The late 80’s/early 90’s were a golden age for the 24 hours of Le Mans Group C category, as many of the ‘civilian market manufacturers’ were competing for the yearly Le Mans dominance at the time. At the starting line of the 1991 edition the most notable entrants of the C2 Prototype category were the Mercedes-Benz C11, the Jaguar XJR-12 and the older, but still formidable, Porsche 962C. However, the most memorable car of that year was the rotary powered Mazda 787B in it’s iconic Orange and green paint scheme. Even when passing by in a blur, nobody could misidentify the car thanks to its looks and (more importantly) its sound.
Although the car was setting slower lap times consistently compared to its competitors, the Mazda 787B (the 787B-002 chassis as seen here) proved more reliable and finally brought Japan’s its first Le Mans win with with Johnny Herbert, Volker Weidler, and Bertrand Gachot at the wheel. It also remains the first and only victory of a car which did not use a reciprocating engine design.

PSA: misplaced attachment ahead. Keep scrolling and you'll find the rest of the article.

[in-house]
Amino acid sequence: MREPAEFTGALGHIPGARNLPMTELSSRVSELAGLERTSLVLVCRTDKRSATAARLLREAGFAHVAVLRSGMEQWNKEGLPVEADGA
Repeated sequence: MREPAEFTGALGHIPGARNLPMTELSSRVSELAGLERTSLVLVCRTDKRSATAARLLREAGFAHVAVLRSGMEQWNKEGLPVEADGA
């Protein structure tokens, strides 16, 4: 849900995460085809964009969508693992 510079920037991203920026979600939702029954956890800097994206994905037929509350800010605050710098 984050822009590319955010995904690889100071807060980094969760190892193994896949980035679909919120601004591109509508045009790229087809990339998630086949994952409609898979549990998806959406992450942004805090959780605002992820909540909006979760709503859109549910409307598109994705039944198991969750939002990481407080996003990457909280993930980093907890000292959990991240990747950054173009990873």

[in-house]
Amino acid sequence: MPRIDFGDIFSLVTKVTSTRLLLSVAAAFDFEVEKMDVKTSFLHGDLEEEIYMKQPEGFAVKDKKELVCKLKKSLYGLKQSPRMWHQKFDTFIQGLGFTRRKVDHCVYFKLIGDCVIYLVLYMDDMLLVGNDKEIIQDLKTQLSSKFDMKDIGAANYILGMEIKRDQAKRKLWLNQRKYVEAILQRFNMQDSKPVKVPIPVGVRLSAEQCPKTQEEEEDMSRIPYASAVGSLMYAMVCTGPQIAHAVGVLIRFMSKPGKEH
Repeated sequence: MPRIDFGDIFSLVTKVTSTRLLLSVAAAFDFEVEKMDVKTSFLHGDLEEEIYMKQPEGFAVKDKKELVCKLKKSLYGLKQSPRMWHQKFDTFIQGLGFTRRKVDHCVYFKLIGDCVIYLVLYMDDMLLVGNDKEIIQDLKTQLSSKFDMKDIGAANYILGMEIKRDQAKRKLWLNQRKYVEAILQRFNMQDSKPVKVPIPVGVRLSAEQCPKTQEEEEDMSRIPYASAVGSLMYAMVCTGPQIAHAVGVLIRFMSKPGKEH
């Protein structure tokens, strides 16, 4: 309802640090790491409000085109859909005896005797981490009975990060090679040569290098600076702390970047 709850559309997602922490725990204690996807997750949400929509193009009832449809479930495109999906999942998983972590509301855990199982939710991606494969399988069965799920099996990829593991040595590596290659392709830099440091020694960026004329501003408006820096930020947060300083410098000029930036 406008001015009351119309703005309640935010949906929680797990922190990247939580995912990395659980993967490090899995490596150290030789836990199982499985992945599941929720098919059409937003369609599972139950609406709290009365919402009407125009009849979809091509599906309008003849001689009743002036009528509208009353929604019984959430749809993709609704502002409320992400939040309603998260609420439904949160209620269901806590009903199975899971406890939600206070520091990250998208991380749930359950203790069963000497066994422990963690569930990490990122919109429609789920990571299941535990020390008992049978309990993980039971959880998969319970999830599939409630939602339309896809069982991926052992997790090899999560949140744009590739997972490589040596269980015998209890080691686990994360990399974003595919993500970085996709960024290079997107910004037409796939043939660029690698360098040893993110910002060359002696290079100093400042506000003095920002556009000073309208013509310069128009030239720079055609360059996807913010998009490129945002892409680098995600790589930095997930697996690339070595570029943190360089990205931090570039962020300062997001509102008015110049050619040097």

The combination of the Group C popularity of the era, the car’s history, colorful livery and, most importantly, its engine and sound has embedded this very car into the hearts and minds of car lovers around the world.
This Mazda 787B was on display at the Tamiya Plamodel headquarters in Shizuoka during the Shizuoka Hobby Show in May 2019. This was for the celebration of their 1992 1/24 Mazda 787B kit re-release. Since I didn’t bring my DSLR the pictures aren’t the best quality, but I still think it is a walkaround worth sharing.